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Today's Stichomancy for Robert Downey Jr.

The first excerpt represents the element of Air. It speaks of mental influences and the process of thought, and is drawn from Heart of Darkness by Joseph Conrad:

when he produced a thing like calipers and got the dimensions back and front and every way, taking notes carefully. He was an unshaven little man in a threadbare coat like a gaberdine, with his feet in slippers, and I thought him a harmless fool. `I always ask leave, in the interests of science, to measure the crania of those going out there,' he said. `And when they come back, too?' I asked. `Oh, I never see them,' he remarked; `and, moreover, the changes take place inside, you know.' He smiled, as if at some quiet joke. `So you are going out there. Famous. Interesting, too.' He gave me a searching glance, and made another note. `Ever any madness in your family?'

Heart of Darkness
The second excerpt represents the element of Fire. It speaks of emotional influences and base passions, and is drawn from A Simple Soul by Gustave Flaubert:

asking each other if such and such a thing would have pleased her, and what she would probably have said on this or that occasion.

All her little belongings were put away in a closet of the room which held the two little beds. But Madame Aubain looked them over as little as possible. One summer day, however, she resigned herself to the task and when she opened the closet the moths flew out.

Virginia's frocks were hung under a shelf where there were three dolls, some hoops, a doll-house, and a basic which she had used. Felicite and Madame Aubain also took out the skirts, the handkerchiefs, and the stockings and spread them on the beds, before putting them away again. The sun fell on the piteous things,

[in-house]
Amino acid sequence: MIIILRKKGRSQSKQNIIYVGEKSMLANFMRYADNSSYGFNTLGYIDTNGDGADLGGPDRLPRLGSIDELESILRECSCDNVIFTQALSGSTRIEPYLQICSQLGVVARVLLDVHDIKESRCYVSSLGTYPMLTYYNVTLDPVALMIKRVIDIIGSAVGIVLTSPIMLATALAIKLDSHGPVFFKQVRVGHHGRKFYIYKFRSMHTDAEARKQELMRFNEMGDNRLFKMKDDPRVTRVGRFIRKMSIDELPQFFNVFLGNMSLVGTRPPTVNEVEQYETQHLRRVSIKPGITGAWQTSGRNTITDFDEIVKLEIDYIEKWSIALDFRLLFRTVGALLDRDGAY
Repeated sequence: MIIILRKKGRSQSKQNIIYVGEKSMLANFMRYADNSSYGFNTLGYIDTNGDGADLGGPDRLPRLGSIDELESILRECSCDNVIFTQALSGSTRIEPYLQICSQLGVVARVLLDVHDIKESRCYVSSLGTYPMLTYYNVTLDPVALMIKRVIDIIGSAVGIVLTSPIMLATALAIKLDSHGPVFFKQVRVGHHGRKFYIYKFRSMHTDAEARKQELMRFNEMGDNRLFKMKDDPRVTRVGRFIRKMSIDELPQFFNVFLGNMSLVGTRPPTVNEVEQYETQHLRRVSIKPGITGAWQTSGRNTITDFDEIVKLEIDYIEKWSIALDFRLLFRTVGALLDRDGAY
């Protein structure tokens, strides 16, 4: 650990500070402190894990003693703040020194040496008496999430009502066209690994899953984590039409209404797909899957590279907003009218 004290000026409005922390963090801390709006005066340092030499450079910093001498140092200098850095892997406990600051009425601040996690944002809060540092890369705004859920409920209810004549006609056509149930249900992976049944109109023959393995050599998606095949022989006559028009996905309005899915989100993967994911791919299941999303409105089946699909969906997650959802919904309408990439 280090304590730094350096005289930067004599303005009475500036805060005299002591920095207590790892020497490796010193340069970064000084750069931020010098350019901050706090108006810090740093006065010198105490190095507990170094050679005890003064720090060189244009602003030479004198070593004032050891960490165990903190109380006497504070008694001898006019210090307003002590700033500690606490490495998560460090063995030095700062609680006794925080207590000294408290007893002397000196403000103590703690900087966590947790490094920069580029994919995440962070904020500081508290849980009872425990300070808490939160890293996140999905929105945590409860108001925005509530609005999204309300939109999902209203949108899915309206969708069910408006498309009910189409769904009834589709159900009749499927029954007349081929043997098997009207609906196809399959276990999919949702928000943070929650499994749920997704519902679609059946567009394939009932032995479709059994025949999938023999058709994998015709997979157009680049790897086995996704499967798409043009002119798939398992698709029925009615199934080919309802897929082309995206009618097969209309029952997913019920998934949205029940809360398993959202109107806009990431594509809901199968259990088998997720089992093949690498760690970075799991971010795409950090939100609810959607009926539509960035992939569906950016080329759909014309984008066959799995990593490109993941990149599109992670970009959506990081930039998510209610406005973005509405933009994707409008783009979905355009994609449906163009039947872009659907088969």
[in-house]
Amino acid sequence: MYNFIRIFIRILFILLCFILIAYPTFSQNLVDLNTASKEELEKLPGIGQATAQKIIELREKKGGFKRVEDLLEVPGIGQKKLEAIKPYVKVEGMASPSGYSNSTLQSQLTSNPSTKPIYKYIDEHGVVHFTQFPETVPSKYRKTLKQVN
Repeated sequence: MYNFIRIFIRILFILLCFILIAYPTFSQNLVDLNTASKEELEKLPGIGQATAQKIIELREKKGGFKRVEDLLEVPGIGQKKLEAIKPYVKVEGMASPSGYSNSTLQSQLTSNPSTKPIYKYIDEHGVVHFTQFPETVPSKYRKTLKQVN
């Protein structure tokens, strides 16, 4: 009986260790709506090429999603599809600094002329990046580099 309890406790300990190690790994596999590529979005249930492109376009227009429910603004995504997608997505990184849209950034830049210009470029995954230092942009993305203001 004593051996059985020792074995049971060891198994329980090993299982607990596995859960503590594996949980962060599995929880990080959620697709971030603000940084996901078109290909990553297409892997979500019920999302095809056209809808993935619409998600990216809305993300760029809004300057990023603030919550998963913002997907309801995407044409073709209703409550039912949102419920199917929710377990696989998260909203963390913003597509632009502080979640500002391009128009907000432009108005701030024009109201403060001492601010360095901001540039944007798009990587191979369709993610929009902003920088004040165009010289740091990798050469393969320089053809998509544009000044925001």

A Simple Soul
The third excerpt represents the element of Water. It speaks of pure spiritual influences and feelings of love, and is drawn from Lucile by Owen Meredith:

Down the mountain the carriage was speeding.


His heart Peal'd the knell of its last hope. He rush'd on; but whither He knew not--on, into the dark cloudy weather-- The midnight--the mountains--on, over the shelf Of the precipice--on, still--away from himself! Till exhausted, he sank 'mid the dead leaves and moss At the mouth of the forest. A glimmering cross Of gray stone stood for prayer by the woodside. He sank Prayerless, powerless, down at its base, 'mid the dank

The fourth excerpt represents the element of Earth. It speaks of physical influences and the impact of the unseen on the visible world, and is drawn from Cromwell by William Shakespeare:

And you: pray pardon me, I know you not.

BAGOT. It may be so, sir, but my name is Bagot, The man that sent to you the bills of debt.

CROMWELL. O, the man that pursues Banister. Here are the bills of debt you sent to me: As for the man, you know best where he is. It is reported you have a flinty heart, A mind that will not stoop to any pity, An eye that knows not how to shed a tear,